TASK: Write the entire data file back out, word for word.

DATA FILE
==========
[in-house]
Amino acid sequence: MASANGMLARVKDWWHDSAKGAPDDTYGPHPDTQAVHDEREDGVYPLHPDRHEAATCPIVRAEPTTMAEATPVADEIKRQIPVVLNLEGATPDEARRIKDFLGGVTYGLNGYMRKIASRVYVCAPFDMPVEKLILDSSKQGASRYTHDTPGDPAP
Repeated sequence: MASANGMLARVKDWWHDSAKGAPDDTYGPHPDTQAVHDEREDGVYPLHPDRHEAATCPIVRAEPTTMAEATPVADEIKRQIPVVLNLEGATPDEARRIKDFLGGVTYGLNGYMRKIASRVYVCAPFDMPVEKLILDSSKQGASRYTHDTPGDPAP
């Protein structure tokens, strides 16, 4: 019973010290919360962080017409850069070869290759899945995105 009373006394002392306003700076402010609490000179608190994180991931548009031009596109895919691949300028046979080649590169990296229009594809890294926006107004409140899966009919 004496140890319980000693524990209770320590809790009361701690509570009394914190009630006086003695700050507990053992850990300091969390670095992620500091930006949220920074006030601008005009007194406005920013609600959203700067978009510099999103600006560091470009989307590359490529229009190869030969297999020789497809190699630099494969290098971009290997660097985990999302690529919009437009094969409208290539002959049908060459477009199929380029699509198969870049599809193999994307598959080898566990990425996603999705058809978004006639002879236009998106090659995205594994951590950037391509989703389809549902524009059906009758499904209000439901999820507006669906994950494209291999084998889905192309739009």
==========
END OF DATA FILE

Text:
[in-house]
Amino acid sequence: MASANGMLARVKDWWHDSAKGAPDDTYGPHPDTQAVHDEREDGVYPLHPDRHEAATCPIVRAEPTTMAEATPVADEIKRQIPVVLNLEGATPDEARRIKDFLGGVTYGLNGYMRKIASRVYVCAPFDMPVEKLILDSSKQGASRYTHDTPGDPAP
Repeated sequence: MASANGMLARVKDWWHDSAKGAPDDTYGPHPDTQAVHDEREDGVYPLHPDRHEAATCPIVRAEPTTMAEATPVADEIKRQIPVVLNLEGATPDEARRIKDFLGGVTYGLNGYMRKIASRVYVCAPFDMPVEKLILDSSKQGASRYTHDTPGDPAP
């Protein structure tokens, strides 16, 4: 019973010290919360962080017409850069070869290759899945995105 009373006394002392306003700076402010609490000179608190994180991931548009031009596109895919691949300028046979080649590169990296229009594809890294926006107004409140899966009919 004496140890319980000693524990209770320590809790009361701690509570009394914190009630006086003695700050507990053992850990300091969390670095992620500091930006949220920074006030601008005009007194406005920013609600959203700067978009510099999103600006560091470009989307590359490529229009190869030969297999020789497809190699630099494969290098971009290997660097985990999302690529919009437009094969409208290539002959049908060459477009199929380029699509198969870049599809193999994307598959080898566990990425996603999705058809978004006639002879236009998106090659995205594994951590950037391509989703389809549902524009059906009758499904209000439901999820507006669906994950494209291999084998889905192309739009």